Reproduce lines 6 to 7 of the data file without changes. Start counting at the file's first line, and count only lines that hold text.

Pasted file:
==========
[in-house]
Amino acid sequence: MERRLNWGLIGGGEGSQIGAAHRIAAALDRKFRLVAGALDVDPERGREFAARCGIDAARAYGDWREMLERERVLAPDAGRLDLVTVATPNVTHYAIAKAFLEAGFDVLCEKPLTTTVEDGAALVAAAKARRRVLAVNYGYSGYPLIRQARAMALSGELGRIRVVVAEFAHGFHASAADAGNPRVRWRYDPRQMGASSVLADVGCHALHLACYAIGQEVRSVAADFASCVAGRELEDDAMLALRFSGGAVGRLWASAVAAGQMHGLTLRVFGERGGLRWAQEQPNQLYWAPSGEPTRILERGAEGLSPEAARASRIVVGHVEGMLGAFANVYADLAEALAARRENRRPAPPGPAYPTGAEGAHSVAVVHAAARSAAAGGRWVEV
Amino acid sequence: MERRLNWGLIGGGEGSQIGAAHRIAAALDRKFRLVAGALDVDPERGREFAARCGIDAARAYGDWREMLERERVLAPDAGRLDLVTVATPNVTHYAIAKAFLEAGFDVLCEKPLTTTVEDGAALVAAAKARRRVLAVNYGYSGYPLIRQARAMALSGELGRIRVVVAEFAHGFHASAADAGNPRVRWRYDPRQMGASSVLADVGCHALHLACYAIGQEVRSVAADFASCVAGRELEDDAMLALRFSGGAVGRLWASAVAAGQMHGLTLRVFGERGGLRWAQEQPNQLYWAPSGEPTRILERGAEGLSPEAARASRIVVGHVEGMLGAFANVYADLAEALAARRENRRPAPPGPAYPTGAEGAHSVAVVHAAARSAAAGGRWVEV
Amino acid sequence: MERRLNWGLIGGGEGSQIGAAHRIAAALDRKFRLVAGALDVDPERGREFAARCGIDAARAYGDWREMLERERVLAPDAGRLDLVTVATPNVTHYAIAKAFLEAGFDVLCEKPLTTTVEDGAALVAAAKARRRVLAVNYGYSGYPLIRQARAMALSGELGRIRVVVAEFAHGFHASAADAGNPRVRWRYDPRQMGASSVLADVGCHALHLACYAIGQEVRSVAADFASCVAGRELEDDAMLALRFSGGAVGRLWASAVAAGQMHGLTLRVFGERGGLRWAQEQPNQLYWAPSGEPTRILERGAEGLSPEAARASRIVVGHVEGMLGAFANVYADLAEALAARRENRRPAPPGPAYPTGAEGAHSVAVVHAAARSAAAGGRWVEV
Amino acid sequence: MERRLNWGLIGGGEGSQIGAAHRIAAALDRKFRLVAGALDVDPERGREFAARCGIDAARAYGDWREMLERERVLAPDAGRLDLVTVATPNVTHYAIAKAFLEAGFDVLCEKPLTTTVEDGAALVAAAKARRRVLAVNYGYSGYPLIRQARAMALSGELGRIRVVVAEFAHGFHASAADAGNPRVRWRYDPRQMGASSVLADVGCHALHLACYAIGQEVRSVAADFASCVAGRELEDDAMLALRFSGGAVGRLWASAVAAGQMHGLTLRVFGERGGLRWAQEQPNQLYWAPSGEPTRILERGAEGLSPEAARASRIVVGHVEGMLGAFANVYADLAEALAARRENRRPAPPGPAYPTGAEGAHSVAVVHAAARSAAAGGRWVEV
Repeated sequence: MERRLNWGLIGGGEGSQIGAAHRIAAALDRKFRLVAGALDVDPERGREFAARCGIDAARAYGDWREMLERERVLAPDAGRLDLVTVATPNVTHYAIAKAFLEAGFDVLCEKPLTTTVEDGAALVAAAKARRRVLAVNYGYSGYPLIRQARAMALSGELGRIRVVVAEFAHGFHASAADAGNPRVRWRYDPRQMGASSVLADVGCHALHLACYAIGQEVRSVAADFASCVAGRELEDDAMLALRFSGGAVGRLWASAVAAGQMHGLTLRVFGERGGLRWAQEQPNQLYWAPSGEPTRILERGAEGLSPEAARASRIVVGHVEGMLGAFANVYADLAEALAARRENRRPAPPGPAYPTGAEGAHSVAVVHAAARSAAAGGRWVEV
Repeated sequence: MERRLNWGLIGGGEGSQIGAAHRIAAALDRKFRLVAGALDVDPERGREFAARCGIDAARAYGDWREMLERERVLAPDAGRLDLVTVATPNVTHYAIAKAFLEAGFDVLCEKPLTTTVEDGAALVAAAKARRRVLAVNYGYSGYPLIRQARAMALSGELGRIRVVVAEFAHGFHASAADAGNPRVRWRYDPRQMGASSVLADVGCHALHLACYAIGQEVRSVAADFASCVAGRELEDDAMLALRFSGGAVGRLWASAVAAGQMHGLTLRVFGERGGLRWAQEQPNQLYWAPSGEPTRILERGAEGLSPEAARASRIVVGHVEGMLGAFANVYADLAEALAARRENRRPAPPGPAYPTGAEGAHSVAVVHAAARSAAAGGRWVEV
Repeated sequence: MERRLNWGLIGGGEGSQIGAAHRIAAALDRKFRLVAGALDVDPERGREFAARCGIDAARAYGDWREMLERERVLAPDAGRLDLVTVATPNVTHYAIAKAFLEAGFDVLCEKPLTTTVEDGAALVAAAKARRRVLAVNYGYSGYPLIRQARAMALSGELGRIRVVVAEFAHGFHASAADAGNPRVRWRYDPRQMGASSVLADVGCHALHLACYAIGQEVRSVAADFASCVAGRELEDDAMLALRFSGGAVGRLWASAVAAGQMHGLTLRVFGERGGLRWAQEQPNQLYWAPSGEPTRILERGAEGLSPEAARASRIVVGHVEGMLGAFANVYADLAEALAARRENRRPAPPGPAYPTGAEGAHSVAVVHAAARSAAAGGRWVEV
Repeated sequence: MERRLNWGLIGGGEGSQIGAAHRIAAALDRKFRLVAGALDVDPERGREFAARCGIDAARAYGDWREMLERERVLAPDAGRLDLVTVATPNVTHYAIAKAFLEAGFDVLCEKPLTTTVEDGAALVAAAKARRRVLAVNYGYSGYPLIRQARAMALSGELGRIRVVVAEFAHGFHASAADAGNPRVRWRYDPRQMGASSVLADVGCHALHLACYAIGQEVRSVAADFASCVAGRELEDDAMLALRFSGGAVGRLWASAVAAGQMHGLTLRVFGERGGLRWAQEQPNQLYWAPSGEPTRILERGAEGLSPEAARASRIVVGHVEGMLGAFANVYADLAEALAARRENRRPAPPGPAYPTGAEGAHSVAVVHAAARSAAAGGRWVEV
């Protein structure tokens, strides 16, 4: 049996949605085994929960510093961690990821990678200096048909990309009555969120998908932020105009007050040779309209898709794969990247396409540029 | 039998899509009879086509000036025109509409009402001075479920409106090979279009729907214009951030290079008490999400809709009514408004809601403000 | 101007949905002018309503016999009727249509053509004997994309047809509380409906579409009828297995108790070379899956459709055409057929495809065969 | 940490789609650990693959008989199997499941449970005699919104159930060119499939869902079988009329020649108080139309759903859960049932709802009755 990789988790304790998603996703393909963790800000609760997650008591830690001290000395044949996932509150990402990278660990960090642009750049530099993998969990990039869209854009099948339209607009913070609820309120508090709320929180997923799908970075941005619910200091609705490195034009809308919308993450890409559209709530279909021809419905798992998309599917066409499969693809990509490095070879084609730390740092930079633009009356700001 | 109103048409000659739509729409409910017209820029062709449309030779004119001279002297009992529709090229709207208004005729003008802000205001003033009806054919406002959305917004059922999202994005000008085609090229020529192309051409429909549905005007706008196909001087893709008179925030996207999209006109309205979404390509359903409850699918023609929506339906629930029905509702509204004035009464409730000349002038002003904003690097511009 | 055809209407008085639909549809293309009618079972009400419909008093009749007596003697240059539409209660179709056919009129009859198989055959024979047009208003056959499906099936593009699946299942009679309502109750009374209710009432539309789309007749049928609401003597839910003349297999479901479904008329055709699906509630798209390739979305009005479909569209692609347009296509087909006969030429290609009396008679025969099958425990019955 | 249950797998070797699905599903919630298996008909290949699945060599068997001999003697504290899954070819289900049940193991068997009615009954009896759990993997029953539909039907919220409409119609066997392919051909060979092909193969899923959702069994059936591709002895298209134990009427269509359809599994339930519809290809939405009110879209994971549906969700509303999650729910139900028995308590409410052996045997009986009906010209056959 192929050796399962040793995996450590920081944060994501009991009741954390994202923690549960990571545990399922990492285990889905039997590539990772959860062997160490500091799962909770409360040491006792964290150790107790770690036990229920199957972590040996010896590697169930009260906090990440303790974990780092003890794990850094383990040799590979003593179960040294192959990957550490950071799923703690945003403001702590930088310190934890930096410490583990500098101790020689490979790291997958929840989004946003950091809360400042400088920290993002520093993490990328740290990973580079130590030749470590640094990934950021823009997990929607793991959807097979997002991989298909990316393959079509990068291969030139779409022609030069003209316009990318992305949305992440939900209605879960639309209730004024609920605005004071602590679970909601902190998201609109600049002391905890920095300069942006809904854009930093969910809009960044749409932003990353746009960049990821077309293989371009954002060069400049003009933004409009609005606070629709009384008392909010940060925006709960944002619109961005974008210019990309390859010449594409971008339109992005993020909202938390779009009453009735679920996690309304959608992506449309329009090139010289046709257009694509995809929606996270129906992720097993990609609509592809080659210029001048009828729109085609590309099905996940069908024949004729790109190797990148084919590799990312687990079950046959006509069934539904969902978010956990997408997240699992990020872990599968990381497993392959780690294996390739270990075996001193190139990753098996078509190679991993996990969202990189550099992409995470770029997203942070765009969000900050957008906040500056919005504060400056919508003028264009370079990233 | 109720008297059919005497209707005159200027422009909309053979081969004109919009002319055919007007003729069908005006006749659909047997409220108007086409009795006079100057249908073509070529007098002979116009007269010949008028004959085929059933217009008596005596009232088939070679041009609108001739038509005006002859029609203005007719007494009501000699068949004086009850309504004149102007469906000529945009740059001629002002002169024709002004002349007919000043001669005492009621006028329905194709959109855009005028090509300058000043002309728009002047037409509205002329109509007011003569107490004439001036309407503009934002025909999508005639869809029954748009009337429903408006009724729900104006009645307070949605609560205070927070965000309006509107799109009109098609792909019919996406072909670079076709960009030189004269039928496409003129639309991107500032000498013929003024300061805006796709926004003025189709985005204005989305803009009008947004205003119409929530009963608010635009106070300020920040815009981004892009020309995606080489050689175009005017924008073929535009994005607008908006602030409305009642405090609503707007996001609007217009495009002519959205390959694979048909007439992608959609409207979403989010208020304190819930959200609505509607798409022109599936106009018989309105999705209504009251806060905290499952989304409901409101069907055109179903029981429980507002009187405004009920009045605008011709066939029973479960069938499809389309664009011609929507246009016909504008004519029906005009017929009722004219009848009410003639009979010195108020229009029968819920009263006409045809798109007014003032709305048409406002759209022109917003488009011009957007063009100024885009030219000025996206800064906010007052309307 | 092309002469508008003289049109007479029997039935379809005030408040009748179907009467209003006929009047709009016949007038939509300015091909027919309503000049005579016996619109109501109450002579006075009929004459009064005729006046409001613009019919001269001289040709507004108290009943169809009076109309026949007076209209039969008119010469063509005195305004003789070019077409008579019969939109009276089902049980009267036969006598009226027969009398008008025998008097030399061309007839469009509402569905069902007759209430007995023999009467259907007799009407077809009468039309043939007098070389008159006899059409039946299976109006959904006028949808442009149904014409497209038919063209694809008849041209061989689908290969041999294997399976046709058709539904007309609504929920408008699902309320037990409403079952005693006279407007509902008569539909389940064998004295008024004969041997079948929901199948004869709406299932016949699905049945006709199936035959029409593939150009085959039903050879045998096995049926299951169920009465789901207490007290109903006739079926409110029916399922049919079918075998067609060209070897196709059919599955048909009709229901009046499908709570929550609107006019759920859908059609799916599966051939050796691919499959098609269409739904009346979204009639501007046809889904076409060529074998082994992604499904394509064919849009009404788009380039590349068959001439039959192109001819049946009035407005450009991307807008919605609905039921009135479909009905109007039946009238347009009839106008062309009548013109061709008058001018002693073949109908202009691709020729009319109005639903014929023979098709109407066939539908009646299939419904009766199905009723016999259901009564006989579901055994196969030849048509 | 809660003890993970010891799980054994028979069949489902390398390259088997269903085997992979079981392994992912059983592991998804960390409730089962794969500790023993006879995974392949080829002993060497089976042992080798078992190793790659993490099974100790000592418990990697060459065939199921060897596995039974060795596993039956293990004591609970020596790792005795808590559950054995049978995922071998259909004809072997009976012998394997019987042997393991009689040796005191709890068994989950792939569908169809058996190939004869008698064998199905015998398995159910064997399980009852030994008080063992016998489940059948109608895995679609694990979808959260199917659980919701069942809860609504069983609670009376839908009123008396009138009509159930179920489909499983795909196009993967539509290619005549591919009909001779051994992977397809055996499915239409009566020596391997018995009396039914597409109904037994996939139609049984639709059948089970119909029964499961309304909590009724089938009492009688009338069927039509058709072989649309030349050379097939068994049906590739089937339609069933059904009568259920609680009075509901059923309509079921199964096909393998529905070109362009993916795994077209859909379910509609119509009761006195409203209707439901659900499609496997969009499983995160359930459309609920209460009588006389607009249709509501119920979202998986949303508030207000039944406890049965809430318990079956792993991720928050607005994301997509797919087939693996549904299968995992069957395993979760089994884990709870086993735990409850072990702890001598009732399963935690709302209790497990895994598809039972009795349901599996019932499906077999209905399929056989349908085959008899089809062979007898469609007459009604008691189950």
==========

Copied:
Repeated sequence: MERRLNWGLIGGGEGSQIGAAHRIAAALDRKFRLVAGALDVDPERGREFAARCGIDAARAYGDWREMLERERVLAPDAGRLDLVTVATPNVTHYAIAKAFLEAGFDVLCEKPLTTTVEDGAALVAAAKARRRVLAVNYGYSGYPLIRQARAMALSGELGRIRVVVAEFAHGFHASAADAGNPRVRWRYDPRQMGASSVLADVGCHALHLACYAIGQEVRSVAADFASCVAGRELEDDAMLALRFSGGAVGRLWASAVAAGQMHGLTLRVFGERGGLRWAQEQPNQLYWAPSGEPTRILERGAEGLSPEAARASRIVVGHVEGMLGAFANVYADLAEALAARRENRRPAPPGPAYPTGAEGAHSVAVVHAAARSAAAGGRWVEV
Repeated sequence: MERRLNWGLIGGGEGSQIGAAHRIAAALDRKFRLVAGALDVDPERGREFAARCGIDAARAYGDWREMLERERVLAPDAGRLDLVTVATPNVTHYAIAKAFLEAGFDVLCEKPLTTTVEDGAALVAAAKARRRVLAVNYGYSGYPLIRQARAMALSGELGRIRVVVAEFAHGFHASAADAGNPRVRWRYDPRQMGASSVLADVGCHALHLACYAIGQEVRSVAADFASCVAGRELEDDAMLALRFSGGAVGRLWASAVAAGQMHGLTLRVFGERGGLRWAQEQPNQLYWAPSGEPTRILERGAEGLSPEAARASRIVVGHVEGMLGAFANVYADLAEALAARRENRRPAPPGPAYPTGAEGAHSVAVVHAAARSAAAGGRWVEV